'The Biggest Loser': Meet your new trainers, plus a shocking night on the scale
Twin brothers Dan and Don apparently do everything together. They both work in law enforcement. Both gained more 100 pounds of excess fat. And both managed to gain nine apiece in their third week at "The Biggest Loser" ranch. They insisted they did not game the weigh-in, but do you think that's true? Dan was clearly looking for any way he could take to leave the ranch, even saying that he would volunteer to save another player from the chopping block if the "game" would let him. So he had motive. Let's hope we'll gain more insight Wednesday when Dan holds a media conference call.
Here's my question: We know Dan was in the gym each day busting his behind. So what the heck did he eat and drink to gain that much weight? (Maybe he water loaded, a la Season 4's Neil. I still think this week's was the more shocking weigh-in because I did not expect shenanigans from the twins.) We do have to give Dan this much: He ultimately did what he said he would: He's gone home and lost weight on his own, finally.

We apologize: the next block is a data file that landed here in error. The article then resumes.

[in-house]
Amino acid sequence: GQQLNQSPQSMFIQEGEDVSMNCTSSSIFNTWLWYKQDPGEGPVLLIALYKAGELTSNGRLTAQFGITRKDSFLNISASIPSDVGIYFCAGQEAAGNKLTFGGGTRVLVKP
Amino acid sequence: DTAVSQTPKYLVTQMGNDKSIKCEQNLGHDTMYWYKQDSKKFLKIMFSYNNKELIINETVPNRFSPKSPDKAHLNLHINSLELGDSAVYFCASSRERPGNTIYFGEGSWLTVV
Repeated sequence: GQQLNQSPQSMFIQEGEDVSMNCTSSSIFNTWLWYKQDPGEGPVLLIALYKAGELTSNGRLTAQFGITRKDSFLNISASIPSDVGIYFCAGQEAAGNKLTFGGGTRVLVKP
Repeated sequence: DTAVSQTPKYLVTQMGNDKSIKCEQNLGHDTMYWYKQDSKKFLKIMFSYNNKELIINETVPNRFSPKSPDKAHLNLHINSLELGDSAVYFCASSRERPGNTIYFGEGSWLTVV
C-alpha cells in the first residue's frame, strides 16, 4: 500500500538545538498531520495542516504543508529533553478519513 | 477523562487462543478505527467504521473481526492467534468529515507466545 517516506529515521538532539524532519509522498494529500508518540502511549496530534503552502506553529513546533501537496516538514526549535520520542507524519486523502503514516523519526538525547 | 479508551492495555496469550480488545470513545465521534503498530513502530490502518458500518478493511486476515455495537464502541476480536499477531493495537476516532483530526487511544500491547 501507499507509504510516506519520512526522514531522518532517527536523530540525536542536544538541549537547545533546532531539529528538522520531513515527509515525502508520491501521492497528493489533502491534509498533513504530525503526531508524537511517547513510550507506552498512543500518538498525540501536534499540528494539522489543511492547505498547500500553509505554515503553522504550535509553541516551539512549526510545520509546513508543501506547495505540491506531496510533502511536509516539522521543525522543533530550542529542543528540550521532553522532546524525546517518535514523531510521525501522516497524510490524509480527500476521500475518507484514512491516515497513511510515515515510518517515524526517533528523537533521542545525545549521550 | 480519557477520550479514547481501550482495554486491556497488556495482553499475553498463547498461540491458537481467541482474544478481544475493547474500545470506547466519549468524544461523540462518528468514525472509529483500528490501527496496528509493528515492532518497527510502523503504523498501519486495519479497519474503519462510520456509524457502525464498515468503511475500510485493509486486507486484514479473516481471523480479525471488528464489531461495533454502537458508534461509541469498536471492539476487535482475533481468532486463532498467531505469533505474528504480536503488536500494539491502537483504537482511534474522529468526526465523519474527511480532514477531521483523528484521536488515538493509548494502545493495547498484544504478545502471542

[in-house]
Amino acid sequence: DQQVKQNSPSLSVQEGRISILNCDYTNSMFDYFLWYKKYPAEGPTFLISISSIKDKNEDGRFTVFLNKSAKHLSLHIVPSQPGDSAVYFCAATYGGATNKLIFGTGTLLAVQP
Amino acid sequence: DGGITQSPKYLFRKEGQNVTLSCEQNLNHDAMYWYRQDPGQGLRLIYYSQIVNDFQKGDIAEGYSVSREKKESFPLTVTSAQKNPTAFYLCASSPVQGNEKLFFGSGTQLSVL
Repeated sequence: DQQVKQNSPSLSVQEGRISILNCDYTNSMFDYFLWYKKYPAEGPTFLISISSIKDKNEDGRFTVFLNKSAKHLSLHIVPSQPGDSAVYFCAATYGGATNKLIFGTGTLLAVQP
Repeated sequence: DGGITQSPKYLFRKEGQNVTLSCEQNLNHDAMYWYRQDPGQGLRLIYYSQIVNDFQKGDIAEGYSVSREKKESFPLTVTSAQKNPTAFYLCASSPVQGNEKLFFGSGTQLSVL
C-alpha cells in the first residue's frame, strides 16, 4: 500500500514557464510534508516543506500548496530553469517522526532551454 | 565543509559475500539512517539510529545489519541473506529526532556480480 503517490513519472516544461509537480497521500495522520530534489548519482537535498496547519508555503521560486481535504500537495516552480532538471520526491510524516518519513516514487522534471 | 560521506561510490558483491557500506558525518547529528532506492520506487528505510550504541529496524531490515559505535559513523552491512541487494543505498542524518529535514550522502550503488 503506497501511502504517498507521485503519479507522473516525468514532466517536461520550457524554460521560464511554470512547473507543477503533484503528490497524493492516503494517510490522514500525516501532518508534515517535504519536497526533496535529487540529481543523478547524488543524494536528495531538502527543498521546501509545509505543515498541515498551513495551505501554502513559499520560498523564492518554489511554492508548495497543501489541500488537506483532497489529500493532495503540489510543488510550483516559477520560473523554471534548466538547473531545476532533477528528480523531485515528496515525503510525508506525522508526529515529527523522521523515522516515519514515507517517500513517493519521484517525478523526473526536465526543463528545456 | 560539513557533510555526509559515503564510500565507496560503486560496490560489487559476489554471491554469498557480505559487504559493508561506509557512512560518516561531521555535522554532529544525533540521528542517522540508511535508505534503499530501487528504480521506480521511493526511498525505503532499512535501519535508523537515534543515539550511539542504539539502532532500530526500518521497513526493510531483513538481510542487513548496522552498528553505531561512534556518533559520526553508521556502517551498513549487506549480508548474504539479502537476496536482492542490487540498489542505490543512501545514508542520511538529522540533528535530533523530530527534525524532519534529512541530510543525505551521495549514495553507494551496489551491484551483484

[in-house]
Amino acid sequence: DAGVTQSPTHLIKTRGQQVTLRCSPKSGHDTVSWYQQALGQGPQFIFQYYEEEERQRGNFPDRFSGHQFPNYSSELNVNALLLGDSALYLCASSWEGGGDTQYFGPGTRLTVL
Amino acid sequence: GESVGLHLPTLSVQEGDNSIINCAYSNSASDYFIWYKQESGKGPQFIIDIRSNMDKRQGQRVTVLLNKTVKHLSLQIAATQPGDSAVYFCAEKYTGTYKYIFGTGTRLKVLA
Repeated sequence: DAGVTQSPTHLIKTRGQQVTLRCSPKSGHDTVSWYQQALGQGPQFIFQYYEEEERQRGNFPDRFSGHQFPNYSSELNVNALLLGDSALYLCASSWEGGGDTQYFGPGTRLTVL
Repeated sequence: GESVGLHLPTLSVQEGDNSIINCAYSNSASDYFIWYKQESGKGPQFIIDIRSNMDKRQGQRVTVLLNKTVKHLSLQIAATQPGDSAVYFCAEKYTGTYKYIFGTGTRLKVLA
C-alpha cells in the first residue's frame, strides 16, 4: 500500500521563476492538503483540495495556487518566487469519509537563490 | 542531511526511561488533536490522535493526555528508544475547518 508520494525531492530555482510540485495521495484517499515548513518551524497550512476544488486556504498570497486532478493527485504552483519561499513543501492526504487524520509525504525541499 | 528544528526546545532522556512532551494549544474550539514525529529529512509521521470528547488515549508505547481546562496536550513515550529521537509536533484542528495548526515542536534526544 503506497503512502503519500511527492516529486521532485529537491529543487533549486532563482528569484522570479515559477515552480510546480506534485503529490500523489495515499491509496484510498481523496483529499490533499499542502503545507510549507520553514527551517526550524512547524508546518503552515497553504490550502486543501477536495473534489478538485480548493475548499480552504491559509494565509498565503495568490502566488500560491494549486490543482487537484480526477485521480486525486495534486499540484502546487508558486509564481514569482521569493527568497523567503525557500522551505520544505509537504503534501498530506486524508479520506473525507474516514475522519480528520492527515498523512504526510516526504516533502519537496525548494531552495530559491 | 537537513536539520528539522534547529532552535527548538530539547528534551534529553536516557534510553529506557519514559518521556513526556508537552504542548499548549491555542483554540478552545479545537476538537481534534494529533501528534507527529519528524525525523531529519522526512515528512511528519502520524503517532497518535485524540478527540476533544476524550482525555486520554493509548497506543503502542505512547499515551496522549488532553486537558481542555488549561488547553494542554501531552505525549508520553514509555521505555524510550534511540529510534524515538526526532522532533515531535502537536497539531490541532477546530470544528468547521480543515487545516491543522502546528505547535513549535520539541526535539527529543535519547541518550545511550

But let's get down to the real business at hand: How do you like your new trainers, America? (Other than the fact that they are kind of "hard" on the eyes. As in, it's "hard" to look away.) Do you deem Brett Hoebel and Cara Castronuova suitable replacements for Jillian when she leaves after this season? We've had only a glimpse so far of their workout approach and philosophies, but it seems to be working. Will these two upstarts be able to play nicely with top dog Bob?
I interviewed both Brett and Cara on a cold morning at the ranch recently, here are some of the highlights: